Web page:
Volunteers are vital to the success of the Council on Aging. We invite you to come and be a part of making a difference in the lives of Chatham County Seniors.
Meal Site Volunteers work in our Senior Center dining rooms and help serve more than 20,000 meals a year. Schedules vary, with some working one day a week and others working three to four days a week.
Meals on Wheels Drivers (MOW) use their own vehicle to deliver meals and provide a daily check to homebound seniors. Volunteers pick the meals up at a central location near the route and make the home deliveries. Most routes take about one hour. Driver routes and responsibilities can vary for more information contact Rhonda.Hampton@chathamcoa.org.
Our Board of Directors volunteers provide oversight to the Governance and Administration of our agency, including all financial aspects. The Board is comprised of sixteen citizens of Chatham County, eleven being aged 60 or older and five being younger than 60 years of age. The Board meets monthly, reviews the financial condition of the agency, reviews Programs and Services, and participates in Strategic Planning and fund raising.)
Advisory Team - Volunteers work side-by-side with staff members to evaluate our Programs and Activities to maintain the NC Senior Center of Excellence designation. Advisory team volunteers are the eyes and ears of our community. The advisory committee, made up of volunteers from the community, helps the staff by advising on delivery of senior services, providing recommendations to the staff on programs, receiving input from senior citizens and older adults in the community, providing feedback on needs of the community, and acting as a liaison between center staff and the senior citizen community. This team meets every other month.
Do you have creative ideas to help us raise money? If so, we would love your input. Fund raising volunteers work side-by-side with staff members to help plan community fund raisers to create platforms for seasonal donations.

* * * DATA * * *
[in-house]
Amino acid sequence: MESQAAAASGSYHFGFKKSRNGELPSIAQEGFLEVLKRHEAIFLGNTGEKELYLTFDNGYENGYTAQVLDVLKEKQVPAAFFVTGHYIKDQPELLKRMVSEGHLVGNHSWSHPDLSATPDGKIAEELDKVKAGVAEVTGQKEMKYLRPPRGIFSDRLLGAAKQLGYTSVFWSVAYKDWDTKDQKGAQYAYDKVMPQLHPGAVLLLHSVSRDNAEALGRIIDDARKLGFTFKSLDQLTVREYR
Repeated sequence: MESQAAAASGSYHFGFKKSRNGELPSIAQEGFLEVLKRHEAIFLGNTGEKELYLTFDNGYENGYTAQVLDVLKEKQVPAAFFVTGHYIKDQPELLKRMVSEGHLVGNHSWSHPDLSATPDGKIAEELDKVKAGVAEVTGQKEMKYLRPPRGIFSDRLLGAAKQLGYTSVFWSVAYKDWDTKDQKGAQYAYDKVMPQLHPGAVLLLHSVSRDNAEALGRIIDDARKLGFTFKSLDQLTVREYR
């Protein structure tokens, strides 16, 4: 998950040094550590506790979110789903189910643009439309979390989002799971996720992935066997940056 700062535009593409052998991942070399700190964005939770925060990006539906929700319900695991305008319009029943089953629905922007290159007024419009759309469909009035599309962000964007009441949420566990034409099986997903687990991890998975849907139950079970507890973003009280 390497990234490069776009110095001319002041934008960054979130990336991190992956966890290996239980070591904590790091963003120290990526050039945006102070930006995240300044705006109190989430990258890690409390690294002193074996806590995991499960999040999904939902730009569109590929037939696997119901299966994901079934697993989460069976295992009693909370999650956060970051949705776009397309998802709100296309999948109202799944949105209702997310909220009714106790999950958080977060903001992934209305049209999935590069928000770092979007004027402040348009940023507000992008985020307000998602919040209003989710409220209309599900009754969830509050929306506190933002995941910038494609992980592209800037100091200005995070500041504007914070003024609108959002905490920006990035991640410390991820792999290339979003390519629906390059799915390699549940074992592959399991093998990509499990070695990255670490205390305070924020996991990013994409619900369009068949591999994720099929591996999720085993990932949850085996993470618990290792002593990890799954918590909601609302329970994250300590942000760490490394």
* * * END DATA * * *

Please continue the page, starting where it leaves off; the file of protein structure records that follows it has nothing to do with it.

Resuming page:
There is always more that can be done! Volunteers work as vital staff extenders, providing critical staff and administrative support. For example, volunteers recently assisted in developing painting and landscaping plans to improve the appearance of the Centers, filled in as receptionists during an employee absence, and completed a mailing to prospective advertisers.
We receive and make lots of calls! Volunteers can help us make and verify appointments.
Volunteers can update, collect, record and verify information to help us keep our data organized.
Mail-Out volunteers help us with stuffing envelopes, mailing our newsletters and donation requests.
Minor Home Repair (MHR) volunteers help with small projects to help make the home environments safer for seniors. Projects include building ramps, hand rails, installing grab bars, etc.. Volunteers must work in pairs and go through a short training prior to being assigned a project.
Activity volunteers assists staff by providing or helping with daily activities with seniors, such as, games, classes, music, dancing, storytelling.
We need help with:
We hope you know how very much we appreciate your volunteerism—we couldn’t begin to do all we do without you and your fellow Council on Aging volunteers.
But some have asked—why do I have to report the number of hours I volunteer? Is this just a bureaucratic exercise? What do you do with the numbers?
To some extent, it is a bureaucratic exercise. Both public and private grants we pursue and receive often require us to report not only our number of active volunteers but also their total hours of service. These funding sources want to know about all of our resources, and volunteers are at the top of our list.
When we can provide good data on our volunteers and their hours, we have a better chance of securing a grant award. Volunteerism is an important component of how we measure and can show our effectiveness, by program and overall.
The total number of volunteers and their hours also says something about how our larger community should see the importance of the Council on Aging’s work. It may spur others to want to volunteer with us.
So—it is very important to document your volunteer hours and we thank you for doing so.
"The foundation of a humane and just society is the people's willingness to work together for the common good. Because the resources of government are limited, volunteers play a critical role in ensuring that the pressing needs of citizens are addressed."--James B. Hunt Jr.
Allison Andrews- Volunteer Coordinator